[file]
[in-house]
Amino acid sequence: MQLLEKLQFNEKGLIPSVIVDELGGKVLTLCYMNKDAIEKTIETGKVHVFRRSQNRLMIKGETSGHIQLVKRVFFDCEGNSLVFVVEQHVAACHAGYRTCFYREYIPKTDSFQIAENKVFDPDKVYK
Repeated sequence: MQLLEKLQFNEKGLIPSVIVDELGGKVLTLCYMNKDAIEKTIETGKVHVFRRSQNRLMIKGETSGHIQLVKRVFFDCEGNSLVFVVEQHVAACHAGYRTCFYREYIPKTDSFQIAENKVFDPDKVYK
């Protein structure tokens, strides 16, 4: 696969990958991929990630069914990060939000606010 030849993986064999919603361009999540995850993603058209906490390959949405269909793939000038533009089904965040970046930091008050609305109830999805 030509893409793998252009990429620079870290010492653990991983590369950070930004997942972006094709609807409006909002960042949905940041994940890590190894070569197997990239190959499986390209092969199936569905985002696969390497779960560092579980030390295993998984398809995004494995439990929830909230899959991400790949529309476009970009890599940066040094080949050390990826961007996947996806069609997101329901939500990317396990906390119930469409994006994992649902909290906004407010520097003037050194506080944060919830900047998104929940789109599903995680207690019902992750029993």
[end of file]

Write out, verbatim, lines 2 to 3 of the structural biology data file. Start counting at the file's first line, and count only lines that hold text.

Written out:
Amino acid sequence: MQLLEKLQFNEKGLIPSVIVDELGGKVLTLCYMNKDAIEKTIETGKVHVFRRSQNRLMIKGETSGHIQLVKRVFFDCEGNSLVFVVEQHVAACHAGYRTCFYREYIPKTDSFQIAENKVFDPDKVYK
Repeated sequence: MQLLEKLQFNEKGLIPSVIVDELGGKVLTLCYMNKDAIEKTIETGKVHVFRRSQNRLMIKGETSGHIQLVKRVFFDCEGNSLVFVVEQHVAACHAGYRTCFYREYIPKTDSFQIAENKVFDPDKVYK